Sky’s HD service – due to launch on 22 May, with a package of high-definition channels – will be unavailable to most World Cup fans…
Live coverage of the World Cup in HD on BBC channels is one of the new service’s biggest attractions, along with other HD channels like Sky One and Discovery.
But many football fans buying HD TVs to watch the World Cup will be disappointed because Sky admits it can't cope with demand for the (£299) HD set top boxes.
Sky spokesman Robert Fraser, says: 'Because of the strong demand, we are no longer able to offer installation dates before the World Cup. Earliest installation would be July.
'We have been taking advance orders since April. We have had a very strong response with more than 40,000 orders in the first three weeks.'
As a result, anyone ordering Sky's HD satellite service now will not get it installed until after the tournament is over.
There are alternatives, such as buying new HD set-top boxes suitable to pick up the Freeview digital satellite channels, which includes the BBC's World Cup coverage.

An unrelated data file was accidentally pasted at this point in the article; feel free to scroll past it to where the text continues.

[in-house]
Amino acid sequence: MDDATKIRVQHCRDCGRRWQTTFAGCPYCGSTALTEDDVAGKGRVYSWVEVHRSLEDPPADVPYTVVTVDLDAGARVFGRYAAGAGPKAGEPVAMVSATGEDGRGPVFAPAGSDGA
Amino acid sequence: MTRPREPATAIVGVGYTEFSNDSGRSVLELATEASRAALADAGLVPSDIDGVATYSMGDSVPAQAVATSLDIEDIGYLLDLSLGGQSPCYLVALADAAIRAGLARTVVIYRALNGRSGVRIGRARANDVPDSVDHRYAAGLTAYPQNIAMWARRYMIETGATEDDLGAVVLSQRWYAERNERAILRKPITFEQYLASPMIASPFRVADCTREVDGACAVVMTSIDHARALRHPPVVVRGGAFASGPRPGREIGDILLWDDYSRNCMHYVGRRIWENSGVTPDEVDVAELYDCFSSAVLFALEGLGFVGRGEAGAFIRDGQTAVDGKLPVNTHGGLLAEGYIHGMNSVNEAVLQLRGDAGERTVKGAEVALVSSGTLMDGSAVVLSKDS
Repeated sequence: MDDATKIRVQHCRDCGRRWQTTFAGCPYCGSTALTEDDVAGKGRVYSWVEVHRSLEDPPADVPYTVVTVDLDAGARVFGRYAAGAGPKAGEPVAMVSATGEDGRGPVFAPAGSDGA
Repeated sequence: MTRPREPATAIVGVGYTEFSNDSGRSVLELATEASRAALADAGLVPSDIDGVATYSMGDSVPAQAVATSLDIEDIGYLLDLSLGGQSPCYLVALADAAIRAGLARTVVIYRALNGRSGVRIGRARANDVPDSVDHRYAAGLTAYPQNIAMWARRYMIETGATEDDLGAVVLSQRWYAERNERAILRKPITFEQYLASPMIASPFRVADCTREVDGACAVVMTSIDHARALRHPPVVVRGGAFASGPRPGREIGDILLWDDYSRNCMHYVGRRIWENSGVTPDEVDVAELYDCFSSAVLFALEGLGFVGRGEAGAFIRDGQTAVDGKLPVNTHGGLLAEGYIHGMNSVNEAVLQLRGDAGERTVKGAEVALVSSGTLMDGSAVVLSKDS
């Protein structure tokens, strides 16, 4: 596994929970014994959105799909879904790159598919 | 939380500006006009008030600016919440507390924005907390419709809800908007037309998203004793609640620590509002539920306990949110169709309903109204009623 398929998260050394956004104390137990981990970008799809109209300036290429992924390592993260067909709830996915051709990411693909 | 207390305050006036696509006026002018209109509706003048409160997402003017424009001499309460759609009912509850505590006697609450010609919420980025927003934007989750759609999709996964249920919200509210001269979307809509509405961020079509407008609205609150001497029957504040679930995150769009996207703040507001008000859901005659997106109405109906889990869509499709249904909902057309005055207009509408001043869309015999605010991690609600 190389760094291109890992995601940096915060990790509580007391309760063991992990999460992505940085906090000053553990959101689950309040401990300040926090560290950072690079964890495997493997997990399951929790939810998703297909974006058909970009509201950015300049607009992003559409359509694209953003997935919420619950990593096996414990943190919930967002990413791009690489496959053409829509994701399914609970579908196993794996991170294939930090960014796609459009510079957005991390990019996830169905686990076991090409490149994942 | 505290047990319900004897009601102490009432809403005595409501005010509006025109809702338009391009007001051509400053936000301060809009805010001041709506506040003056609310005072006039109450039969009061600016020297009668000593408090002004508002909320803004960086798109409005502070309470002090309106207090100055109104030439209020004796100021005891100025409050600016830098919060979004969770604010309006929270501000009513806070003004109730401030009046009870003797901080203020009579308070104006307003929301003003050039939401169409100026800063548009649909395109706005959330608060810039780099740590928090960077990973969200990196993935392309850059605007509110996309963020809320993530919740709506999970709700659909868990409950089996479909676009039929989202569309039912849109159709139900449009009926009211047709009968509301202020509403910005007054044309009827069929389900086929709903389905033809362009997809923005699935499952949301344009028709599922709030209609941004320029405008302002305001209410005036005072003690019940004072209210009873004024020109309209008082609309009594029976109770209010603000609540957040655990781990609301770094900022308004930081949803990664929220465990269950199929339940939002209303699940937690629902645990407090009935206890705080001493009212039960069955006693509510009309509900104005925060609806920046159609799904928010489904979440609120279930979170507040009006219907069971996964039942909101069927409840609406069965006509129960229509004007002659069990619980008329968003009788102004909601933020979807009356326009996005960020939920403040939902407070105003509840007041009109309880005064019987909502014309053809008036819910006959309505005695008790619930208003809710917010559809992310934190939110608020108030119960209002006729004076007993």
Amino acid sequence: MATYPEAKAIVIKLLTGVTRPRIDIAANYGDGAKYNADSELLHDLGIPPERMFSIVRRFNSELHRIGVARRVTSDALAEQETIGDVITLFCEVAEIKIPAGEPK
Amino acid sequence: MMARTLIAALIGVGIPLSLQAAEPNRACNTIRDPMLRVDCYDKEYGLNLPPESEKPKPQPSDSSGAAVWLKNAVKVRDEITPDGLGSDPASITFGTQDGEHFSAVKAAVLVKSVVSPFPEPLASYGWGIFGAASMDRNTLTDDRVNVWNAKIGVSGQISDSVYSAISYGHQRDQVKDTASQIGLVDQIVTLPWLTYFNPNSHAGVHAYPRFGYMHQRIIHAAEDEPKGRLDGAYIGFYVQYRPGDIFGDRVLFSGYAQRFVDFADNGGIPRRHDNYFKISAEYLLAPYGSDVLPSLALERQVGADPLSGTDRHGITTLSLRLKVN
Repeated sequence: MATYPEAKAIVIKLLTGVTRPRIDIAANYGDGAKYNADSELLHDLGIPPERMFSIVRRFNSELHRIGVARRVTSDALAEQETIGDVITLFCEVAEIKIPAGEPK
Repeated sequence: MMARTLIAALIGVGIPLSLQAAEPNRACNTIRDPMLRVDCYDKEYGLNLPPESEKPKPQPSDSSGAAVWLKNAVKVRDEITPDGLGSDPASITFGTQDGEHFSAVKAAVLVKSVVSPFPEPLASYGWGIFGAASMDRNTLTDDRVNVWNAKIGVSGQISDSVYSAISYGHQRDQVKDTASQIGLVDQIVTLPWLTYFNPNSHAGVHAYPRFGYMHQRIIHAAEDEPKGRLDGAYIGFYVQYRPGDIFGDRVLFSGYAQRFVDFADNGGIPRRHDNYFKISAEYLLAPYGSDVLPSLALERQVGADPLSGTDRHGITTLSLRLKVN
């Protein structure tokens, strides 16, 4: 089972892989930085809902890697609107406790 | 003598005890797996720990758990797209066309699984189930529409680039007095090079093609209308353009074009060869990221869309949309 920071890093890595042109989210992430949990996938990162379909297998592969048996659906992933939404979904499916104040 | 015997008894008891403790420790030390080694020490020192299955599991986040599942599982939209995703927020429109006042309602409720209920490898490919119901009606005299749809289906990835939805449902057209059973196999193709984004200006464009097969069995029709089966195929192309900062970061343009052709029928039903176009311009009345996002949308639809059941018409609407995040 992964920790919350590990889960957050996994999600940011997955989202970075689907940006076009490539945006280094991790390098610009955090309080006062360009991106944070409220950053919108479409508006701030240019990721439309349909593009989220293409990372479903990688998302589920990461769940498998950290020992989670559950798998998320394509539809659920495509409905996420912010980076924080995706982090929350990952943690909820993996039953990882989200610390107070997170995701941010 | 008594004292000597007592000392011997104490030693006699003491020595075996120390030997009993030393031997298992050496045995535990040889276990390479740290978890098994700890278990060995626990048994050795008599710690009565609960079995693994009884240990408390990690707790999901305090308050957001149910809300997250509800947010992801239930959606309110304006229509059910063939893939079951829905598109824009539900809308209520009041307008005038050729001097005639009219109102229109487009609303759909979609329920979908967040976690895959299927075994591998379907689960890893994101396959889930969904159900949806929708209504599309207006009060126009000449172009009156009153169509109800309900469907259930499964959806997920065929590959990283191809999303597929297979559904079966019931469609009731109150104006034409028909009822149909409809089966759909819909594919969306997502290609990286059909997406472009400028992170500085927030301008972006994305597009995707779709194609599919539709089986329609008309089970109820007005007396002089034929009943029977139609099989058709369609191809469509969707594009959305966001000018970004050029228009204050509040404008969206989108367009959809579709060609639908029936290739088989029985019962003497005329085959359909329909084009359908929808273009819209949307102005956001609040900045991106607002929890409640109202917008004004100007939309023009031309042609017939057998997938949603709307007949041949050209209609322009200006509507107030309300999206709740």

However, these boxes are extremely scarce, with high street retailers Dixons and Currys not stocking them.
Unlike conventional British TV pictures, which are made up of 576 lines of pixels, HD pictures are made up of either 720 or 1080 lines. Each line refreshes itself more frequently than on a standard television, creating images that are four times as sharp.
HD will not be available via terrestrial until at least 2012 for most people. And other broadcasters, such as ITV and Channel 4, have yet to announce their own national HD trials.
Cable company Telewest launched the UK's first high-definition television service earlier this month, though the service is currently limited to programmes made by BBC Worldwide.